Breast Infection

Breast infection is commonly seen in women during the first month after giving birth. It is treated with antibiotics and there are a number of things you can do at home to help speed healing.

The breast is made up of tissue and fat that surround glands and ducts that lead to the areola and the nipple. The ducts that carry milk start at the nipple and extend into the underlying breast tissue, similar to the spokes of a wheel. The lactiferous ducts are under the areola and they fill with milk during lactation after a woman gives birth. When a girl reaches puberty, hormonal changes cause the ducts to grow and fat deposits in the breast tissue to increase. Sometimes a female's breast tissues get infected. How does this happen and what can you do to deal with this problem?

What Is Breast Infection?

Mastitis is an infection of the breast tissue and are most commonly seen among breastfeeding women. When breastfeeding, the nipples can become dry, cracked, and sore which allows bacteria from the baby’s mouth to enter the breast. Breast infection rarely occurs in women who aren’t breastfeeding. Mastitis affects the fatty tissue of the breast and can cause lumps, pain, and swelling. In very rare instances, breast infection can be associated with cancer.

What Causes Breast Infection?

There are two main causes of breast infection. Infection is most common in the first month after giving birth. These causes are:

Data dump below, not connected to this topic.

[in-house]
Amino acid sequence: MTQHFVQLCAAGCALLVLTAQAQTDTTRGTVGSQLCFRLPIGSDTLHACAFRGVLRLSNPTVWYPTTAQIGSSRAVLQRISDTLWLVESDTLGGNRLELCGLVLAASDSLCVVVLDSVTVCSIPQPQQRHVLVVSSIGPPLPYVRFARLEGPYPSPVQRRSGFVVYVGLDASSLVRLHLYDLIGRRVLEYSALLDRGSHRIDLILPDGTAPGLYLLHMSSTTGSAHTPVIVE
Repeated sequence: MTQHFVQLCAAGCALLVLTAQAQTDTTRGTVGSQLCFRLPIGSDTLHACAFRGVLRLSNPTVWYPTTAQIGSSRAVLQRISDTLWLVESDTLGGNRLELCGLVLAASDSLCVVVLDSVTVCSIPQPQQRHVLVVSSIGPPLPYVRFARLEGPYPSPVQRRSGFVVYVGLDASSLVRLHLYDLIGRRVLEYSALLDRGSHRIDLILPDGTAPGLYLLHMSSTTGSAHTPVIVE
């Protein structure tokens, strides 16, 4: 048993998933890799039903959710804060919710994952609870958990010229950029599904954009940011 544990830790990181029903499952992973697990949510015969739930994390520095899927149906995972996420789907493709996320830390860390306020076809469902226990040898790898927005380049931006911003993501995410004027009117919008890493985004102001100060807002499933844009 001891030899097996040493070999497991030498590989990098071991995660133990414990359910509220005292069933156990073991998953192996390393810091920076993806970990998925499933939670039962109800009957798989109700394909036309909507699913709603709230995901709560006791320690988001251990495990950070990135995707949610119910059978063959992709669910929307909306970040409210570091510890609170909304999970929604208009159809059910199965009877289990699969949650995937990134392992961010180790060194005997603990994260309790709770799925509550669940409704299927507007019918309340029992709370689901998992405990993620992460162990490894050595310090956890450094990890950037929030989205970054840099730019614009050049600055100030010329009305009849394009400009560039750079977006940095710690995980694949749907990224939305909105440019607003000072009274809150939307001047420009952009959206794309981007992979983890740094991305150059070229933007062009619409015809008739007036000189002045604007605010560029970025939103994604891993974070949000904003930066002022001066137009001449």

• Bacteria that enters the breast. During breastfeeding, the nipple can become cracked and sore, opening up the skin. Bacteria on the surface of the skin or from the baby’s mouth can then enter the breast, causing infection. This cannot harm the baby, though.
  • Blocked milk ducts. A duct can become clogged if the milk isn’t completely emptied during breastfeeding. The milk then backs up, leading to an infection. When the ducts are blocked, mastitis can occur without infection, leading to swelling and pain.

What Are the Symptoms of Breast Infection?

There are a number of symptoms of breast infection, or mastitis. These symptoms include:

  • Swelling and tenderness of the breast
  • Engorgement of the breast
  • Fatigue
  • Body aches
  • Chills and fever
  • Abscess—this can lead to complications of mastitis as noncancerous abscesses can create even more tenderness and pain and feel as though it is moving under the skin. Indications of an abscess include a sore lump that doesn’t go away, pus from the nipple, and a fever that doesn’t go away within a few days.